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This content will become publicly available on February 1, 2023

Title: Characterizing Dominant Field-Scale Cropping Sequences for a Potato and Vegetable Growing Region in Central Wisconsin
Crop rotations are known to improve soil health by replenishing lost nutrients, increasing organic matter, improving microbial activity, and reducing disease risk and weed pressure. We characterized the spatial distribution of crops and dominant field-scale cropping sequences from 2008 to 2019 for the Wisconsin Central Sands (WCS) region, a major producer of potato and vegetables in the U.S. The dominant two- and three-year rotations were determined, with an additional focus on assessing regional potato rotation management. Our results suggest corn and soybean are the two most widely planted crops, occurring on 67% and 36% of all agricultural land at least once during the study period. The most frequent two- and three-year crop rotations include corn, soybean, alfalfa, sweet corn, potato, and beans, with continuous corn being the most dominant two- and three-year rotations (13.2% and 8.5% of agricultural land, respectively). While four- and five-year rotations for potato are recommended to combat pest and disease pressure, 23.2% and 65.9% of potato fields returned to that crop in rotation after two and three years, respectively. Furthermore, 5.6% of potato fields were planted continuously with that crop. Given potato’s high nitrogen (N) fertilizer requirements, the prevalence of sandy soils, and ongoing water quality more » issues, adopting more widespread use of four- or five-year rotations of potato with crops that require zero or less N fertilizer could reduce groundwater nitrate concentrations and improve water quality. « less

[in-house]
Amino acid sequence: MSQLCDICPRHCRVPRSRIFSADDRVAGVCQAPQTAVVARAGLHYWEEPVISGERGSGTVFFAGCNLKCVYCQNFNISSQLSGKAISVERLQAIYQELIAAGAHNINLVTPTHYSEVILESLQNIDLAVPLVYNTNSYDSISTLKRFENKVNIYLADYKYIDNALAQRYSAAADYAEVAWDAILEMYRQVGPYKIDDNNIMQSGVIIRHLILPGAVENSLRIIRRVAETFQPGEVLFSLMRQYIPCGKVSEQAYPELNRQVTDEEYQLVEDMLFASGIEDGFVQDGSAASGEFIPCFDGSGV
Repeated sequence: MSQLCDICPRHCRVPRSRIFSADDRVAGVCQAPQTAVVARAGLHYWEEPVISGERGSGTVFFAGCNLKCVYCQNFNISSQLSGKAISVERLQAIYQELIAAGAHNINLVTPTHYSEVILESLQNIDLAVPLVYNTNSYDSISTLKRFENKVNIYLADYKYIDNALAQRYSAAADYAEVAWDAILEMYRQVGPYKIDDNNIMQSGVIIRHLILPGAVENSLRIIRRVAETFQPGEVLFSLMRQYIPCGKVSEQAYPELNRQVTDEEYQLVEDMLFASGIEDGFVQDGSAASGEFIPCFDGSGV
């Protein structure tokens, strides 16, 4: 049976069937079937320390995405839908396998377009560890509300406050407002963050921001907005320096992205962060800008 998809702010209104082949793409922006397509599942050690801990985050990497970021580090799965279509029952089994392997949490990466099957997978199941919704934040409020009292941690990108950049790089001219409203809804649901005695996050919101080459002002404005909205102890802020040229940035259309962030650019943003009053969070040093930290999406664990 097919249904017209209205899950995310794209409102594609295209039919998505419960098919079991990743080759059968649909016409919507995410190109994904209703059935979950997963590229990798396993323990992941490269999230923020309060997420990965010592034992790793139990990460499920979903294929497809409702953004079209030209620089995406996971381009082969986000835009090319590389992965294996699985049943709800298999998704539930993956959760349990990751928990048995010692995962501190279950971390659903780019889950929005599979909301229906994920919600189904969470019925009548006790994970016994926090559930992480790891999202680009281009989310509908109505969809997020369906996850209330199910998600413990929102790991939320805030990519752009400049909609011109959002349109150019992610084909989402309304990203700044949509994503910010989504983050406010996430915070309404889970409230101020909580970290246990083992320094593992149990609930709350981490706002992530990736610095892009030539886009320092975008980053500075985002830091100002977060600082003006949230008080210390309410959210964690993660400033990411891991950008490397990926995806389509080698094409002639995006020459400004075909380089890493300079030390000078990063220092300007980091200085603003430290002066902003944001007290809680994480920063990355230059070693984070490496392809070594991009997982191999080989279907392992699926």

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National Science Foundation
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